The US Treasury Department designated Muhammad Hadi al-‘Anizi as an al Qaeda terrorist earlier this month. He was detained in Afghanistan in late 2001 at the age of 15. Al-‘Anizi was freed and thanked Kuwait’s leadership for his repatriation. He is now based in Kuwait.
Jihadists, Islamists and rebel groups affiliated with the Free Syrian Army (FSA) launched a new offensive against Bashar al Assad’s regime in northern Hama province earlier this week. Hay’at Tahrir al Sham, al Qaeda’s joint venture in Syria, is playing a prominent role in the fighting, dispatching several suicide bombers and its “special forces.” Upwards of 10 or more FSA-branded groups are participating as well.
Abu Jaber (also known as Hashem al Sheikh), the leader of Hay’at Tahrir al Sham (HTS), has released a message commemorating the sixth anniversary of the Syrian revolution. He portrays HTS as a popular revolutionary force and calls on other rebel groups to join it for the sake of “unity.” He also promises to “escalate” operations against Bashar al Assad’s regime.
The US bombed what it says was a suspected al Qaeda “meeting location” in Syria. The airstrikes were immediately controversial, as Syrian activists and others said that the building hit was a mosque. The US has stepped up its air campaign in Syria since the beginning of the year by going after larger facilities suspected of being run by al Qaeda.
Five groups, including al Qaeda’s rebranded branch, have announced the creation of a new group in Syria. The move comes after weeks of reported disagreements and clashes between the insurgents in northern Syria.
In a statement released last week, Abu Muhammad al Maqdisi, an influential jihadi ideologue aligned with al Qaeda, criticized Turkey’s cooperation with Russia against the Islamic State. Maqdisi warned jihadists and Islamists in Syria to rethink their decision to work with Turkey’s Operation Euphrates Shield, which has captured significant territory from the so-called caliphate in northern Syria.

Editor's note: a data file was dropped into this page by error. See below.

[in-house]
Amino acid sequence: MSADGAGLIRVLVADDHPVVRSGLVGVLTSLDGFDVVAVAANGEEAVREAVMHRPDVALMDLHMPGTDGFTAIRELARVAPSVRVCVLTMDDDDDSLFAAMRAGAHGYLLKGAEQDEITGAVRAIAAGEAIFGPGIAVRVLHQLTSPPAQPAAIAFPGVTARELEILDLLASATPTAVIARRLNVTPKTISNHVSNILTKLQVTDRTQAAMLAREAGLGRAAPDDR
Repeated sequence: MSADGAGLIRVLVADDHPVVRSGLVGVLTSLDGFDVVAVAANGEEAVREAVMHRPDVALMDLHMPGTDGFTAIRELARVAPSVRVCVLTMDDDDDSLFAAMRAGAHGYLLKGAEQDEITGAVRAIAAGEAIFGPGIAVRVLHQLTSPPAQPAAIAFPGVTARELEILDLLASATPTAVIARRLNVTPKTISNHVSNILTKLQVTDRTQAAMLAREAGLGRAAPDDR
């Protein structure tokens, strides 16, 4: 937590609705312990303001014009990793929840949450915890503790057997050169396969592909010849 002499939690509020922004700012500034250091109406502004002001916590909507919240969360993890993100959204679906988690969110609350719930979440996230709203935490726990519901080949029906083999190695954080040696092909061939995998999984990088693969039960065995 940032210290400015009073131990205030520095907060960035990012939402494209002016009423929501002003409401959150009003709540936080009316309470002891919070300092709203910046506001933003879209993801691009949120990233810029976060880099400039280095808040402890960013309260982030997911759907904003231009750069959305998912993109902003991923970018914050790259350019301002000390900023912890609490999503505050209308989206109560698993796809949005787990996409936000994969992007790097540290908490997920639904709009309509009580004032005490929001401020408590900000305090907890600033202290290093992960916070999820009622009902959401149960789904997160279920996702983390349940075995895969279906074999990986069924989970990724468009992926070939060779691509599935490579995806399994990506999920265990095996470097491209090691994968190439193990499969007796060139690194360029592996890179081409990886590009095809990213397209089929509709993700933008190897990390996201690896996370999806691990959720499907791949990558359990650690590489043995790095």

The Pentagon is still assessing the results of airstrikes on Jan. 1 and Jan. 3 in northern Syria, but it is believed that 20 al Qaeda “militants” were killed in the bombings. The airstrikes are likely among the most significant carried out against al Qaeda in Syria since Sept. 2014. President Obama reportedly authorized a more robust air campaign against al Qaeda in Syria late last year, after the administration had previously defined down the threat.
Al Qaeda’s rebranded guerrilla army in Syria is fighting alongside other jihadists, Islamists and Free Syrian Army-branded rebels in an offensive intended to break the Assad regime’s siege of Aleppo. Most of the participating groups belong to two coalitions: Jaysh al Fath (“Army of Conquest”) and Fatah Halab (“Aleppo Conquest”). These same two alliances tried and failed to break the siege earlier this year.
A transcript of Abu Muhammad al Julani’s remarks yesterday shows that his statement has been misconstrued in the press.
Jihadists on social media say that Abu Firas al Suri, a veteran jihadist who served al Qaeda since the 1980s, has been killed in an airstrike in Syria. Abu Firas previously explained al Qaeda’s revolutionary approach to waging jihad, saying the group seeks to develop “erupting jihadi centers” in various Muslim-majority countries.